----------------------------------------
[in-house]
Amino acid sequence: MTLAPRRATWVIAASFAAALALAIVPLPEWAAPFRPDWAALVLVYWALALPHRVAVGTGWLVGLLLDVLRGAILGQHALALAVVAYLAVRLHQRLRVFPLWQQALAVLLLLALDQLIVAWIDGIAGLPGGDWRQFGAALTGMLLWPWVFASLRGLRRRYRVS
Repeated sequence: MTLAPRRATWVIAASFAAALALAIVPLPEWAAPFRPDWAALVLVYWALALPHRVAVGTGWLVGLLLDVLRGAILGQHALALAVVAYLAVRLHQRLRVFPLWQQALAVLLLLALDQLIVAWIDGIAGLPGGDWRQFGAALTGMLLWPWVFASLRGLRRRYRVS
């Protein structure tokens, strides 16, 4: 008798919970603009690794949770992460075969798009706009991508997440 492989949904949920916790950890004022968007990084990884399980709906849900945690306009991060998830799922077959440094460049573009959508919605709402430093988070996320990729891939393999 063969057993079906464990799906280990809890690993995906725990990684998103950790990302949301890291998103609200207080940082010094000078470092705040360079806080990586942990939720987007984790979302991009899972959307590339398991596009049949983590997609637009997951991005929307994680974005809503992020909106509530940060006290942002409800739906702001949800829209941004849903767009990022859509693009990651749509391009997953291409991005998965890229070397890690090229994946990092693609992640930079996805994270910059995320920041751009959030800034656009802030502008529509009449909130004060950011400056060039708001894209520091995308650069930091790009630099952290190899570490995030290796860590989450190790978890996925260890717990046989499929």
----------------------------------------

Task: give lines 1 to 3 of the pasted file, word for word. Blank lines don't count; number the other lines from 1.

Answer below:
[in-house]
Amino acid sequence: MTLAPRRATWVIAASFAAALALAIVPLPEWAAPFRPDWAALVLVYWALALPHRVAVGTGWLVGLLLDVLRGAILGQHALALAVVAYLAVRLHQRLRVFPLWQQALAVLLLLALDQLIVAWIDGIAGLPGGDWRQFGAALTGMLLWPWVFASLRGLRRRYRVS
Repeated sequence: MTLAPRRATWVIAASFAAALALAIVPLPEWAAPFRPDWAALVLVYWALALPHRVAVGTGWLVGLLLDVLRGAILGQHALALAVVAYLAVRLHQRLRVFPLWQQALAVLLLLALDQLIVAWIDGIAGLPGGDWRQFGAALTGMLLWPWVFASLRGLRRRYRVS